This is an investigative activity where students are given evidence (assumed true) and asked to fill in the missing information in a logic grid.
Small Group Work
Problem of the Week
1 Logic Puzzle Worksheet
1 Answer Key
Students will compare deductive and inductive arguments.
Students will construct deductive arguments.
Students will evaluate inductive reasoning.
There is a short prompt introducing the situation regarding 5 neighborhood blocks and then students are asked the question:
Can you figure out the name of each block, the color of its
houses, and the number of people that live there?
Students are then given 7 clues to help them determine the facts. There is enough information to fill out the entire grid and answer the question without any guesswork at all.
This is a good worksheet to include in a geometry unit, while students are learning how to construct proofs by making deductions based on given evidence.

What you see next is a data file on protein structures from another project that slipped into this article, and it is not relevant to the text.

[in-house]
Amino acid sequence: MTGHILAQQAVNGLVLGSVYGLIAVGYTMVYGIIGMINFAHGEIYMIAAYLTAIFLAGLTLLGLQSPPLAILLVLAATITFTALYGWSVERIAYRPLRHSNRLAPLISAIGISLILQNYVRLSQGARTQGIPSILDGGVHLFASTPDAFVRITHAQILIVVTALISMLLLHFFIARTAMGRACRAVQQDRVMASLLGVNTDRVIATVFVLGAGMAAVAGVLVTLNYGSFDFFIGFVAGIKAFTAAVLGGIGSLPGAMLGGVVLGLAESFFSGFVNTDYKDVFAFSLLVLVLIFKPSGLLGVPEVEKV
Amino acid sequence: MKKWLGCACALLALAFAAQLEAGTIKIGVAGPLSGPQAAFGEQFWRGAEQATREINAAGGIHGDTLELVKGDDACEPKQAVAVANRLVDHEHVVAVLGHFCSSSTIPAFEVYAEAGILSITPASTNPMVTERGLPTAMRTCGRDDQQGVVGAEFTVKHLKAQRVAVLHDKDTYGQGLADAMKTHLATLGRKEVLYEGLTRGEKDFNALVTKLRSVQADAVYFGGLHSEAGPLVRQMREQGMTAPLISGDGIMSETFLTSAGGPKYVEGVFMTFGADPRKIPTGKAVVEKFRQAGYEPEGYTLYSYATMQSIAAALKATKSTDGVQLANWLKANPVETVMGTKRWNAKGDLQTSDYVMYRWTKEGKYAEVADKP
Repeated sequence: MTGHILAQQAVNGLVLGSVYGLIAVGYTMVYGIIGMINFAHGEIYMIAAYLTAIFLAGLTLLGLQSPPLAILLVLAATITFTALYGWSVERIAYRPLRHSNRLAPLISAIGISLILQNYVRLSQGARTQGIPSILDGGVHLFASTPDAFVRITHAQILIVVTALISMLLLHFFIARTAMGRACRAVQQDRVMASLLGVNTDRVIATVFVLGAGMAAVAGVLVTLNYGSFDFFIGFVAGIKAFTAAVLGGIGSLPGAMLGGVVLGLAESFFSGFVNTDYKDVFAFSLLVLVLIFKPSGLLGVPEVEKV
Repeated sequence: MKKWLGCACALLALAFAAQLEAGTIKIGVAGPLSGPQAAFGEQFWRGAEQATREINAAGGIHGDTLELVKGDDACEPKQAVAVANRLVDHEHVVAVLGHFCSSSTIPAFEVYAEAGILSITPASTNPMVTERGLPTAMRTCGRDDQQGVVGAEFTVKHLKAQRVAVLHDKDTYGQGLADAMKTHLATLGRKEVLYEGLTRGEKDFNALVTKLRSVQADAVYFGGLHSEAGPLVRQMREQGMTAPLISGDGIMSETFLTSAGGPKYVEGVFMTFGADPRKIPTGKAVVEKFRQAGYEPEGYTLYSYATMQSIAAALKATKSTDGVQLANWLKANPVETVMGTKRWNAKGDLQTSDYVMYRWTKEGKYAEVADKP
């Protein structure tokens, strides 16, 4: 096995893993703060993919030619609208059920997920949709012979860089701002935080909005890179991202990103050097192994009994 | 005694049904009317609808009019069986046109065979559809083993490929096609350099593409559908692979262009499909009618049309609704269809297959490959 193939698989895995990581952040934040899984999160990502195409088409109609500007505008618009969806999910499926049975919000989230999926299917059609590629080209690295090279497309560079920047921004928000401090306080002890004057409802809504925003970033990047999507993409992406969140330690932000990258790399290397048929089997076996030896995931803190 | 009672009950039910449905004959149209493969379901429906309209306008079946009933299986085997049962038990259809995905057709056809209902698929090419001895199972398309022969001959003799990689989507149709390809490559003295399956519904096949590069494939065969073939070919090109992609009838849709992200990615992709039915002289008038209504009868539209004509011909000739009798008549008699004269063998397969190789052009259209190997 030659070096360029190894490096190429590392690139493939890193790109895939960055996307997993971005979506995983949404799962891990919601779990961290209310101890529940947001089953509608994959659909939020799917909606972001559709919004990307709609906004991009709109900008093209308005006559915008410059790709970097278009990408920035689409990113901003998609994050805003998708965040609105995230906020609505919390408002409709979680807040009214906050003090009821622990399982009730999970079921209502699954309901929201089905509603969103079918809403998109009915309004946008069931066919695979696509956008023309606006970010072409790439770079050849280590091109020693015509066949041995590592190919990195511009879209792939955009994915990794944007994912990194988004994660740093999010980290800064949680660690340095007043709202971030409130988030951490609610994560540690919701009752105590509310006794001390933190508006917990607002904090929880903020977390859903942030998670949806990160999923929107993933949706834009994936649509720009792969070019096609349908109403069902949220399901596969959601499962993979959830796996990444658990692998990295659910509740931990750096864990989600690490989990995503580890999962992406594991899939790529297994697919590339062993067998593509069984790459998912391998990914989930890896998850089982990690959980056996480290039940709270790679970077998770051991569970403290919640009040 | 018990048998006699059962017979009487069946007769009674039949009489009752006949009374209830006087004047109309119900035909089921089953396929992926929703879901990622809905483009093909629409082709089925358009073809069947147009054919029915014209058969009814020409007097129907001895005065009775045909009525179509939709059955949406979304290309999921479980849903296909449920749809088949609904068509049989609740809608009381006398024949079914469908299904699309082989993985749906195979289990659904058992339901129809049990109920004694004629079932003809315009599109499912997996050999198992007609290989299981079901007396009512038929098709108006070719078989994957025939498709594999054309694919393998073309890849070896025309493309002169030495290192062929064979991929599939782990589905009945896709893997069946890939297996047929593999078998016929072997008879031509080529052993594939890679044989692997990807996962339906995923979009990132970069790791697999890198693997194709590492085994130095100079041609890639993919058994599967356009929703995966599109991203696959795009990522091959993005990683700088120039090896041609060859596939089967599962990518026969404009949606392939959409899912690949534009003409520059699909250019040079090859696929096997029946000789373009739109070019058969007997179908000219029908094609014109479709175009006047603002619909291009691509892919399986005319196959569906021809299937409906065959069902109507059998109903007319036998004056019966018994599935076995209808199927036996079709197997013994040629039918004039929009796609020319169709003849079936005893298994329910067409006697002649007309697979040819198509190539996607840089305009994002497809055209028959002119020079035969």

However, this lesson enhances logic and linear thinking so it can be used at any time in the year! Give your students this worksheet after a test or for an extra credit assignment. It will reinforces the 8 mathematical practices, specifically MP.1 and MP.3 since students will need to make sense of the problem and persevere through the challenges when they get stuck. They will also need to construct arguments using logical reasoning. In the past, my students had to make a claim about an answer and defend it to their group. It can be a great collaborative tool to promote mathematical discussion in the classroom.
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